This topic. Oh, I could write and talk for ages about it. I decided to break it down into chunks because I suspect it will be easier for all of us to process that way. If this is a topic that you don’t know much about, or if your eyes glaze over at the mention of the word “politics,” stay with me! Politics used to bore me to tears, so I promise to try to keep it interesting and understandable. For those who have followed this topic and know a bit about it, I hope you’ll hang around as well.
I hope you’ll follow along in this series about immigration and let me know your thoughts along the way—even if you don’t agree! I’m open to dialogue and hope we can all approach this topic together and with an open mind. I am writing from a Christian perspective, but I suspect that there will be plenty to digest for any audience. Welcome.
Before I jump into all the hotly debated topics and politics and all of that stuff that “gets our blood boiling,” I think it’s important to step back for a minute and consider the lens we’re using to view the topic of immigration. Do we think about the “immigration issue” mostly in terms of economics, defending our country, or enforcing laws? Or is there another way for Christians to approach immigrants first as children of God?
I love my country and am thankful for the freedom and opportunity I have here, and I think it’s important to consider how our country is run. So I vote. I try to stay up on political topics. However, as a Christian, the United States is not the most important citizenship I have. My primary citizenship is in the kingdom of heaven, and being a citizen of the United States does not begin to compare to the significance of who I am as a follower of Jesus.
Put simply, the kingdom of heaven far outweighs the kingdom of this world.
This was a hard distinction for me to begin to make because I grew up in a faith culture that subtly told me, “To be a good Christian is to be a patriot and to have undying love for the United States of America. Serving God and country are one in the same. We are the best nation on the earth and it is because God has blessed us specifically.”
Pastor Greg Boyd felt some uneasiness at this mixing of patriotism and faith years ago when he attended a 4th of July service at a mega church. At the end of the service, they sang “God Bless America” and a video came on the screen with crosses silhouetted on a hill. And then fighter jets blasted across the scene. It was a stark juxtaposition and he began to question who or what is being worshiped when America and God seem so intertwined. Are we truly worshiping Jesus, or do we view America as something so great that it also receives a place on the altar?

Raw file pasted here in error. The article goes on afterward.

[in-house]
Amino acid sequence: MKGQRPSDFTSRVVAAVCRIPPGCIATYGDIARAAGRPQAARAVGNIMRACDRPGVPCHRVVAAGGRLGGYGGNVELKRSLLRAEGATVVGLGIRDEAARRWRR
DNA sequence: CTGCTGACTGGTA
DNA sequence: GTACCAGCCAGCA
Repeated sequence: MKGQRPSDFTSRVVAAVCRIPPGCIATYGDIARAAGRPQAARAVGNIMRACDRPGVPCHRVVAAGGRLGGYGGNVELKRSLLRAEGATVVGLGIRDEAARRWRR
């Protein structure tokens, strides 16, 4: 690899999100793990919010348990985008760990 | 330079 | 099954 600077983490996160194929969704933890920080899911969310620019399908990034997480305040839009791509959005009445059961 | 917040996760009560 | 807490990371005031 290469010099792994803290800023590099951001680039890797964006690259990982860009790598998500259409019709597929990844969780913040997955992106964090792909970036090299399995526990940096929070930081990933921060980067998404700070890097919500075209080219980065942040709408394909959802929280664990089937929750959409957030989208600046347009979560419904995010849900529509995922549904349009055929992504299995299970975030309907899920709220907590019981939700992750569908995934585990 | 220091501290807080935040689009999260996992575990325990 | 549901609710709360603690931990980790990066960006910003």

So, what does all this mean, exactly—saying that the kingdom of God is the most important thing?
Here’s what I think it does not mean…
- It does not mean that we won’t need to look at and address the laws of this nation, the situations in other countries, and other very realistic aspects of “the immigration debate,” but it does remind us what is most important and what should be primary to followers of Christ in this world.
- It also does not negate God’s command to obey the “laws of the land” (Romans 13), but we cannot isolate that scripture and ignore the many commands He gives His people to welcome and care for the stranger.
For me, what it means to say that my primary citizenship is in the kingdom of God is to change my perspective and the lens through which I view everything. It recognizes that there is something more important than stars and stripes, and it asks how we are called to act as followers of Christ.
The authors of Welcoming the Stranger put it this way:
“Scripture suggests that all of us, as followers of Christ, whatever our nationality, have become aliens in this world, as our allegiances are to lie not primarily with any nation state but with the kingdom of God. Paul reminds the believers at Philippi that their citizenship is in heaven, while both Peter and the author of Hebrews refer to believers as ‘aliens and strangers’ in the world. (Philippians 3:20, 1 Peter 2:11, Hebrews 11:13).” 
As I write this series and approach this topic, I hope to do so humbly, ready to learn, and first and foremost as a citizen of the kingdom of God. We can talk about policies (and we’ll get there, I promise!), but I think our first reaction should be to move towards the “other” in humility, asking how we are called to serve them and share God’s love with them.
What are your thoughts? Do you agree or disagree? How might it change our attitudes, actions, or language about immigrants if we view our citizenships separately?
 Greg Boyd preached a series in 2004 some time after this experience called “The Cross and the Sword.” He also wrote a book called The Myth of a Christian Nation. You might not agree with everything he says (and admittedly, the title of the book is a bit over-the-top–don’t be scared by it), but I encourage you to give it a listen or a read if you’re intrigued by the idea of how faith and patriotism have been so tightly intertwined in the US.
 Welcoming the Stranger by Matthew Soerens & Jenny Hwang, p. 86
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